The four artists shortlisted for this year’s Turner Prize were announced this morning at Tate Britain. They are: Lawrence Abu Hamdan, Helen Cammock, Oscar Murillo and Tai Shani.

The selection was made by the Turner Prize 2019 jury consisting of: Alessio Antoniolli, director, Gasworks and Triangle Network; Elvira Dyangani Ose, director, The Showroom Gallery; Victoria Pomery, director, Turner Contemporary; and writer Charlie Porter. The jury is chaired by Alex Farquharson, director of Tate Britain.

Lawrence Abu Hamdan, who was interviewed for a-n’s A Q&A with… series in 2017, has been shortlisted for his solo exhibition ‘Earwitness Theatre’ at Chisenhale Gallery, London and for the video installation Walled Unwalled and performance After SFX at Tate Modern, London.

Abu Hamdan works extensively in sound, with a strong focus on unearthing and witnessing human rights violations. He investigates and probes state-sponsored crimes that have been ‘heard but not seen’. Through reconstruction, he explores memory and language in compelling and often unsettling ways.

The jury was struck by his ‘exploration of sound as an architectural element and the way he recreates particular situations through sound and performance’.

Helen Cammock has been shortlisted for her solo exhibition ‘The Long Note’ at Void, Derry-Londonderry and IMMA, Dublin. The jury praised the ‘timely and urgent quality of Cammock’s work, which explores social histories through film, photography, print, text and performance’.

‘The Long Note’ looks at the history and the role of women in the civil rights movement in Derry-Londonderry. Cammock, who last year won the Max Mara Art Prize for Women, was also featured in a-n’s A Q&A with… series in 2017. Her heavily researched work often engages in social, political and cultural history, addressing issues of race, class and gender.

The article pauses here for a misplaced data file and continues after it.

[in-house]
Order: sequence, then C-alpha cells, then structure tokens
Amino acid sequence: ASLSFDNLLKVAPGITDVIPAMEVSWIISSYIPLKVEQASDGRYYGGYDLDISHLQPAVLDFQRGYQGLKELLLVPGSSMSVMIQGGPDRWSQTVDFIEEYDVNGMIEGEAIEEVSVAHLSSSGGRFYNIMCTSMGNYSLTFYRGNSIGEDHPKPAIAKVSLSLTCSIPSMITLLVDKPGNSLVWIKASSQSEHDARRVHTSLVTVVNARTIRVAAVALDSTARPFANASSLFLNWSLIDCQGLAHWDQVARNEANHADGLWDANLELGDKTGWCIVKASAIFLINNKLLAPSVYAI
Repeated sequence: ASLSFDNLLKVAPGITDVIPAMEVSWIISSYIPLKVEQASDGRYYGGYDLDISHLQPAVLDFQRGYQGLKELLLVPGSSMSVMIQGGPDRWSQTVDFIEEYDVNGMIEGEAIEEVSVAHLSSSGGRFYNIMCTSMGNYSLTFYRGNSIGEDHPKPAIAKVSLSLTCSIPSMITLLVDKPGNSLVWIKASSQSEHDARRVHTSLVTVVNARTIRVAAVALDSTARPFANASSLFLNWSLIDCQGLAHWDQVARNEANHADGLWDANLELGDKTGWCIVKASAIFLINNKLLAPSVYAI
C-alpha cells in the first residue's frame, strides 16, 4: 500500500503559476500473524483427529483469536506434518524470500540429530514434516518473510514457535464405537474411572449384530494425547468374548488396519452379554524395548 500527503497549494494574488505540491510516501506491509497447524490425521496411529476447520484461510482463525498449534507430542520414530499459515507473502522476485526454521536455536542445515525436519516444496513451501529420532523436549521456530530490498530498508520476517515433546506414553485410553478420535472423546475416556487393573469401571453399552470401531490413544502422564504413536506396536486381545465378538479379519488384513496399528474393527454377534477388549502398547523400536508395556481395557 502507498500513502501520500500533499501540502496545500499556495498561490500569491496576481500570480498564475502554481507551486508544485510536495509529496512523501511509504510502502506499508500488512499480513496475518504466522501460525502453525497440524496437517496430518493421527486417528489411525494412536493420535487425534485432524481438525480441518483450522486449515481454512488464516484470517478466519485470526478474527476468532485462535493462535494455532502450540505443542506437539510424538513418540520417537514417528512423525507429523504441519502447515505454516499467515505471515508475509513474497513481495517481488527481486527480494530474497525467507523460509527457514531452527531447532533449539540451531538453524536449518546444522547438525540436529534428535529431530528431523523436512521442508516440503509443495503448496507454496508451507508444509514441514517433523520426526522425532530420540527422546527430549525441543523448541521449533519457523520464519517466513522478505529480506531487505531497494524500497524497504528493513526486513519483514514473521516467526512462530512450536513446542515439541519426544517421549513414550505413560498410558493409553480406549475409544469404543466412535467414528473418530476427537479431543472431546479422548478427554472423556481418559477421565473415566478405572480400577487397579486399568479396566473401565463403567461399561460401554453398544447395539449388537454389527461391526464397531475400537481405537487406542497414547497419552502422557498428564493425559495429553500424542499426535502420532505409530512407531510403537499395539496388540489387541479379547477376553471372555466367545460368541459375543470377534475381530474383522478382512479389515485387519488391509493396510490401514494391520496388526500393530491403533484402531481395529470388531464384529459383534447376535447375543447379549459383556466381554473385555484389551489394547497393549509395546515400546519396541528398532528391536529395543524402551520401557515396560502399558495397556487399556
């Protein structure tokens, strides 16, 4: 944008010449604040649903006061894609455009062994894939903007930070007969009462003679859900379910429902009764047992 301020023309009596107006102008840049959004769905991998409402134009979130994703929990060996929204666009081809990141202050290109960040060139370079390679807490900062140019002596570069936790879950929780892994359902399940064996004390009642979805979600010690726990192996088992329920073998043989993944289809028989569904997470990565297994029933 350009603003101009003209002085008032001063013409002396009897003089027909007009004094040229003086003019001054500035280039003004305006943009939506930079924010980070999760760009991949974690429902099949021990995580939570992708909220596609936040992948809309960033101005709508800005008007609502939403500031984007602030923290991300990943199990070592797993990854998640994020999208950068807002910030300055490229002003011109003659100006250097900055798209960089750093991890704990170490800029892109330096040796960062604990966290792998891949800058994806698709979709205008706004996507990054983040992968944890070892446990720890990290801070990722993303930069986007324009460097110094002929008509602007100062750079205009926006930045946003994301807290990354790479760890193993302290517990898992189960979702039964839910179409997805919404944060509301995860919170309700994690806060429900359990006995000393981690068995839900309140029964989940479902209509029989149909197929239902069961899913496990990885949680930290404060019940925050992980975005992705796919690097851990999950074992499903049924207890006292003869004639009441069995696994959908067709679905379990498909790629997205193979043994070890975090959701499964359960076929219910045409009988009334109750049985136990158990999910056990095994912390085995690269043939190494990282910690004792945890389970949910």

Oscar Murillo is the most high-profile artist on the shortlist, enjoying an international reputation and commanding high prices for his abstract paintings. He is shortlisted for his participation in the 10th Berlin Biennale, his solo exhibition ‘Violent Amnesia’ at Kettle’s Yard, Cambridge, and solo exhibition at the chi K11 art museum Shanghai.

The jury was impressed by the way he ‘pushes the boundaries of materials, particularly in his paintings’. Working across painting, drawing, performance, sculpture and sound, Murillo often uses recycled materials and fragments from his studio in his work.

Tai Shani is shortlisted for her participation in Glasgow International 2018, her solo exhibition ‘DC: Semiramis’ at The Tetley, Leeds and her participation in ‘Still I Rise: Feminisms, Gender, Resistance’ at Nottingham Contemporary and the De Le Warr Pavilion, Bexhill-on-Sea.

Creating work that combines stage set-like installation, performances and films, the jury was particularly impressed by her ongoing project ‘Dark Continent’, noting the way Shani combines historical texts with contemporary references and issues. Developed over four years, the project is inspired by a 15th century feminist text, Christine de Pizan’s The Book of the City of Ladies.

For the first time, this year’s Turner Prize exhibition has a direct link to the artist it was named after, JMW Turner, with an exhibition of work by shortlisted artists taking place at Turner Contemporary in Margate from 28 September 2019 to 12 January 2020.

The winner of the 2019 Turner Prize will be announced on 3 December 2019 at an awards ceremony live on the BBC, which is once again the broadcast partner for the prize. Recent winners of the prize include Charlotte Prodger (2018), Lubaina Himid (2017), and Helen Marten (2016).

The award winner will receive a £25,000 prize with the three runners-up each receiving £5,000.

1. Tai Shani, installation view of DC: Semiramis, Glasgow International 2018. Photo: © Keith Hunter; Courtesy: the artist
2. Lawrence Abu Hamdan, ‘Earwitness Inventory’, installation view, Chisenhale Gallery, London, 2018. 95 sourced and custom designed objects/instruments, animated text, 29: 44 minutes, looped. Dimensions variable. Courtesy: the artist and Chisenhale Gallery, London. Photo by Andy Keate.
3. Helen Cammock, video still from The Long Note, 2018. Courtesy: the artist
4. Oscar Murillo, ‘Oscar Murillo | Zhang Enli’, installation view, chi K11 art museum (Shanghai), 2018. Photo: Ou Chia-Cheng © Oscar Murillo; Courtesy: the artist and chi K11 art museum

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A Q&A with… Lawrence Abu Hamdan, artist exploring the socio-political implications of sound

A Q&A with… Helen Cammock

A Q&A with… Sean Edwards, artist representing Wales at the 2019 Venice Biennale